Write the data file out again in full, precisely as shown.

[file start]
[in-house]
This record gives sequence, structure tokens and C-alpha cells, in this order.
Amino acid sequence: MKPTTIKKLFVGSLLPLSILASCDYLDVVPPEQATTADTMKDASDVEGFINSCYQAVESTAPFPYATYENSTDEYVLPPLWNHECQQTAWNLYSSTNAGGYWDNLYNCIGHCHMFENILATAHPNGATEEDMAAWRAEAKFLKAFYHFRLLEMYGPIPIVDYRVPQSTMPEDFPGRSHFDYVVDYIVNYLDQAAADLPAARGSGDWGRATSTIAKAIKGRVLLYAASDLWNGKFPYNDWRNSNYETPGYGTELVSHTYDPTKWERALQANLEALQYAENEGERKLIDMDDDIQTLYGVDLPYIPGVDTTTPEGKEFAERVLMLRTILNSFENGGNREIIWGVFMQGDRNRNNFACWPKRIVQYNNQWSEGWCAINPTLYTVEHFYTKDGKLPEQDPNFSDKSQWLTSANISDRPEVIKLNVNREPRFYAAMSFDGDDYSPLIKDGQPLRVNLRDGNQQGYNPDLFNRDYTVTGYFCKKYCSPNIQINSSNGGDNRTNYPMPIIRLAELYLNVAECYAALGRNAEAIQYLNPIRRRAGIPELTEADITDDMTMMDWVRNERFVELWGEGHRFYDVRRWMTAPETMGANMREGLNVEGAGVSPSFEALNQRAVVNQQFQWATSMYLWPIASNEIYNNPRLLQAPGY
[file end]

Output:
[in-house]
This record gives sequence, structure tokens and C-alpha cells, in this order.
Amino acid sequence: MKPTTIKKLFVGSLLPLSILASCDYLDVVPPEQATTADTMKDASDVEGFINSCYQAVESTAPFPYATYENSTDEYVLPPLWNHECQQTAWNLYSSTNAGGYWDNLYNCIGHCHMFENILATAHPNGATEEDMAAWRAEAKFLKAFYHFRLLEMYGPIPIVDYRVPQSTMPEDFPGRSHFDYVVDYIVNYLDQAAADLPAARGSGDWGRATSTIAKAIKGRVLLYAASDLWNGKFPYNDWRNSNYETPGYGTELVSHTYDPTKWERALQANLEALQYAENEGERKLIDMDDDIQTLYGVDLPYIPGVDTTTPEGKEFAERVLMLRTILNSFENGGNREIIWGVFMQGDRNRNNFACWPKRIVQYNNQWSEGWCAINPTLYTVEHFYTKDGKLPEQDPNFSDKSQWLTSANISDRPEVIKLNVNREPRFYAAMSFDGDDYSPLIKDGQPLRVNLRDGNQQGYNPDLFNRDYTVTGYFCKKYCSPNIQINSSNGGDNRTNYPMPIIRLAELYLNVAECYAALGRNAEAIQYLNPIRRRAGIPELTEADITDDMTMMDWVRNERFVELWGEGHRFYDVRRWMTAPETMGANMREGLNVEGAGVSPSFEALNQRAVVNQQFQWATSMYLWPIASNEIYNNPRLLQAPGY